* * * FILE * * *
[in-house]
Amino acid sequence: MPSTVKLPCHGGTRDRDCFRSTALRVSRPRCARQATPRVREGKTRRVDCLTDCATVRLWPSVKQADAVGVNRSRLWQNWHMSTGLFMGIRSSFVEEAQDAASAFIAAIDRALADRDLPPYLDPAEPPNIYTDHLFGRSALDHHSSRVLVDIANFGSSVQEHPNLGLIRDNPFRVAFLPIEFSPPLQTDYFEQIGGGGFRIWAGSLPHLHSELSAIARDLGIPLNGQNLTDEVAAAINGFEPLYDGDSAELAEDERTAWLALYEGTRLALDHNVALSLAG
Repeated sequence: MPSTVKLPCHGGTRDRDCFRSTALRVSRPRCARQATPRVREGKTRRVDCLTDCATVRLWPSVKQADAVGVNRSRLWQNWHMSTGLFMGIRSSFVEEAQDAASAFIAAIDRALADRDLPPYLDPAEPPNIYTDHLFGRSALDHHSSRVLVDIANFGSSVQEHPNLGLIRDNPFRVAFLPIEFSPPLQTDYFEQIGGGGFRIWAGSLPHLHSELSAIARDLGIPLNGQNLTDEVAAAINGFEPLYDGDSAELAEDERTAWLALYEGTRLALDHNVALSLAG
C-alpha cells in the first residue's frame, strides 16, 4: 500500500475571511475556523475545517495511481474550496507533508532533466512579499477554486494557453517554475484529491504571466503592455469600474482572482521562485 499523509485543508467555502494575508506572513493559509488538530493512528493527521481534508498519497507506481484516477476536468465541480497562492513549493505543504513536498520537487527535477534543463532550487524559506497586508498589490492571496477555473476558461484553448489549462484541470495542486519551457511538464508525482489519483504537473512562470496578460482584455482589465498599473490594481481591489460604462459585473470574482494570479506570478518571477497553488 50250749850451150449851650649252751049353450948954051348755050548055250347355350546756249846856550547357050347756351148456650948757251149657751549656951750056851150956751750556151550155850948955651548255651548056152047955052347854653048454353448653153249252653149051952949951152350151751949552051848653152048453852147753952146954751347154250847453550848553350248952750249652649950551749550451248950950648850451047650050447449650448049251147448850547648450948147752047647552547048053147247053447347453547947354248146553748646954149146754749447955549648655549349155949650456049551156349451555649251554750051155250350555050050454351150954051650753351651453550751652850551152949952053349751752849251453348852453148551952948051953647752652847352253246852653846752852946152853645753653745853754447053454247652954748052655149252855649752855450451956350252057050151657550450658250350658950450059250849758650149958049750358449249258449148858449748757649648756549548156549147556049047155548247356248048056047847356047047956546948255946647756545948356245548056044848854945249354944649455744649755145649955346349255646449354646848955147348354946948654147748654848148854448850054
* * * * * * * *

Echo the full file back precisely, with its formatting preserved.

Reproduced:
[in-house]
Amino acid sequence: MPSTVKLPCHGGTRDRDCFRSTALRVSRPRCARQATPRVREGKTRRVDCLTDCATVRLWPSVKQADAVGVNRSRLWQNWHMSTGLFMGIRSSFVEEAQDAASAFIAAIDRALADRDLPPYLDPAEPPNIYTDHLFGRSALDHHSSRVLVDIANFGSSVQEHPNLGLIRDNPFRVAFLPIEFSPPLQTDYFEQIGGGGFRIWAGSLPHLHSELSAIARDLGIPLNGQNLTDEVAAAINGFEPLYDGDSAELAEDERTAWLALYEGTRLALDHNVALSLAG
Repeated sequence: MPSTVKLPCHGGTRDRDCFRSTALRVSRPRCARQATPRVREGKTRRVDCLTDCATVRLWPSVKQADAVGVNRSRLWQNWHMSTGLFMGIRSSFVEEAQDAASAFIAAIDRALADRDLPPYLDPAEPPNIYTDHLFGRSALDHHSSRVLVDIANFGSSVQEHPNLGLIRDNPFRVAFLPIEFSPPLQTDYFEQIGGGGFRIWAGSLPHLHSELSAIARDLGIPLNGQNLTDEVAAAINGFEPLYDGDSAELAEDERTAWLALYEGTRLALDHNVALSLAG
C-alpha cells in the first residue's frame, strides 16, 4: 500500500475571511475556523475545517495511481474550496507533508532533466512579499477554486494557453517554475484529491504571466503592455469600474482572482521562485 499523509485543508467555502494575508506572513493559509488538530493512528493527521481534508498519497507506481484516477476536468465541480497562492513549493505543504513536498520537487527535477534543463532550487524559506497586508498589490492571496477555473476558461484553448489549462484541470495542486519551457511538464508525482489519483504537473512562470496578460482584455482589465498599473490594481481591489460604462459585473470574482494570479506570478518571477497553488 50250749850451150449851650649252751049353450948954051348755050548055250347355350546756249846856550547357050347756351148456650948757251149657751549656951750056851150956751750556151550155850948955651548255651548056152047955052347854653048454353448653153249252653149051952949951152350151751949552051848653152048453852147753952146954751347154250847453550848553350248952750249652649950551749550451248950950648850451047650050447449650448049251147448850547648450948147752047647552547048053147247053447347453547947354248146553748646954149146754749447955549648655549349155949650456049551156349451555649251554750051155250350555050050454351150954051650753351651453550751652850551152949952053349751752849251453348852453148551952948051953647752652847352253246852653846752852946152853645753653745853754447053454247652954748052655149252855649752855450451956350252057050151657550450658250350658950450059250849758650149958049750358449249258449148858449748757649648756549548156549147556049047155548247356248048056047847356047047956546948255946647756545948356245548056044848854945249354944649455744649755145649955346349255646449354646848955147348354946948654147748654848148854448850054